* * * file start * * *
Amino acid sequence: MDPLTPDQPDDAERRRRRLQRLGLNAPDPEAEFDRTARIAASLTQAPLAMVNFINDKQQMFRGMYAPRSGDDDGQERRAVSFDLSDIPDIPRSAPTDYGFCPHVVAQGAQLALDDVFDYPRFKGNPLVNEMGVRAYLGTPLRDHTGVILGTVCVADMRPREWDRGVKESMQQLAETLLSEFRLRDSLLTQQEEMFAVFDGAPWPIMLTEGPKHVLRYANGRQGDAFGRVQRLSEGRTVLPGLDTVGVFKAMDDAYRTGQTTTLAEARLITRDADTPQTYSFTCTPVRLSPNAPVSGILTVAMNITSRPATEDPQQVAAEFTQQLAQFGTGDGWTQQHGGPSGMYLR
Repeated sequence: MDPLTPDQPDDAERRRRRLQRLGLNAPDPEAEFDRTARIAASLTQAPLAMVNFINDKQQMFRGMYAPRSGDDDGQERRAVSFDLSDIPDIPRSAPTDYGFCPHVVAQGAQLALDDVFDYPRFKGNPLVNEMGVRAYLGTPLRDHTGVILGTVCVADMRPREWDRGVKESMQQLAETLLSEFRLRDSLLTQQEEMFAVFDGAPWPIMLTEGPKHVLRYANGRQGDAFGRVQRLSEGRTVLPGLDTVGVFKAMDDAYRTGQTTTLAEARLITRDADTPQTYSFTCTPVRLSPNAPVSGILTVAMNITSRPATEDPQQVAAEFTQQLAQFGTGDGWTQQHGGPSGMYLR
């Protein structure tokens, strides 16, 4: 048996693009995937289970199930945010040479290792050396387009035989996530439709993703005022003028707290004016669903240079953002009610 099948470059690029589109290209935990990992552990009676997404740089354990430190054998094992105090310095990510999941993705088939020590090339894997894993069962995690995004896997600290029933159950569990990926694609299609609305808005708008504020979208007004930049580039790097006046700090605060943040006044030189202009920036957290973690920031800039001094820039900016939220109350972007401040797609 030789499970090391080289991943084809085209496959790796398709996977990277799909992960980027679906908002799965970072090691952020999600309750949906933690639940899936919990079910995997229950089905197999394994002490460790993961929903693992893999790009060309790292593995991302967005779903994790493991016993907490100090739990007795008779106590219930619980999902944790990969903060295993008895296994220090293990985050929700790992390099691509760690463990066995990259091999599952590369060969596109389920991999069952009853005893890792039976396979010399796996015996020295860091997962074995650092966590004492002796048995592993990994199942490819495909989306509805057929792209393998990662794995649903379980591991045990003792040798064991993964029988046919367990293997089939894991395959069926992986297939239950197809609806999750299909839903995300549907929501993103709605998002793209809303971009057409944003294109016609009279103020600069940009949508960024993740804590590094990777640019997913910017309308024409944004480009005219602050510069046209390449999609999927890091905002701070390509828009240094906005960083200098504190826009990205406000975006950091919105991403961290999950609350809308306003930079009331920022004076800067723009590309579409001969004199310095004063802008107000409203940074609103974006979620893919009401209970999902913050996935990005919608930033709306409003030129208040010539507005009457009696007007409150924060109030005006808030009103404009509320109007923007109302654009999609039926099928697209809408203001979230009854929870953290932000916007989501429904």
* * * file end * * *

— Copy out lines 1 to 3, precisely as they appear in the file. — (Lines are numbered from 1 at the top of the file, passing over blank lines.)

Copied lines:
Amino acid sequence: MDPLTPDQPDDAERRRRRLQRLGLNAPDPEAEFDRTARIAASLTQAPLAMVNFINDKQQMFRGMYAPRSGDDDGQERRAVSFDLSDIPDIPRSAPTDYGFCPHVVAQGAQLALDDVFDYPRFKGNPLVNEMGVRAYLGTPLRDHTGVILGTVCVADMRPREWDRGVKESMQQLAETLLSEFRLRDSLLTQQEEMFAVFDGAPWPIMLTEGPKHVLRYANGRQGDAFGRVQRLSEGRTVLPGLDTVGVFKAMDDAYRTGQTTTLAEARLITRDADTPQTYSFTCTPVRLSPNAPVSGILTVAMNITSRPATEDPQQVAAEFTQQLAQFGTGDGWTQQHGGPSGMYLR
Repeated sequence: MDPLTPDQPDDAERRRRRLQRLGLNAPDPEAEFDRTARIAASLTQAPLAMVNFINDKQQMFRGMYAPRSGDDDGQERRAVSFDLSDIPDIPRSAPTDYGFCPHVVAQGAQLALDDVFDYPRFKGNPLVNEMGVRAYLGTPLRDHTGVILGTVCVADMRPREWDRGVKESMQQLAETLLSEFRLRDSLLTQQEEMFAVFDGAPWPIMLTEGPKHVLRYANGRQGDAFGRVQRLSEGRTVLPGLDTVGVFKAMDDAYRTGQTTTLAEARLITRDADTPQTYSFTCTPVRLSPNAPVSGILTVAMNITSRPATEDPQQVAAEFTQQLAQFGTGDGWTQQHGGPSGMYLR
């Protein structure tokens, strides 16, 4: 048996693009995937289970199930945010040479290792050396387009035989996530439709993703005022003028707290004016669903240079953002009610 099948470059690029589109290209935990990992552990009676997404740089354990430190054998094992105090310095990510999941993705088939020590090339894997894993069962995690995004896997600290029933159950569990990926694609299609609305808005708008504020979208007004930049580039790097006046700090605060943040006044030189202009920036957290973690920031800039001094820039900016939220109350972007401040797609 030789499970090391080289991943084809085209496959790796398709996977990277799909992960980027679906908002799965970072090691952020999600309750949906933690639940899936919990079910995997229950089905197999394994002490460790993961929903693992893999790009060309790292593995991302967005779903994790493991016993907490100090739990007795008779106590219930619980999902944790990969903060295993008895296994220090293990985050929700790992390099691509760690463990066995990259091999599952590369060969596109389920991999069952009853005893890792039976396979010399796996015996020295860091997962074995650092966590004492002796048995592993990994199942490819495909989306509805057929792209393998990662794995649903379980591991045990003792040798064991993964029988046919367990293997089939894991395959069926992986297939239950197809609806999750299909839903995300549907929501993103709605998002793209809303971009057409944003294109016609009279103020600069940009949508960024993740804590590094990777640019997913910017309308024409944004480009005219602050510069046209390449999609999927890091905002701070390509828009240094906005960083200098504190826009990205406000975006950091919105991403961290999950609350809308306003930079009331920022004076800067723009590309579409001969004199310095004063802008107000409203940074609103974006979620893919009401209970999902913050996935990005919608930033709306409003030129208040010539507005009457009696007007409150924060109030005006808030009103404009509320109007923007109302654009999609039926099928697209809408203001979230009854929870953290932000916007989501429904």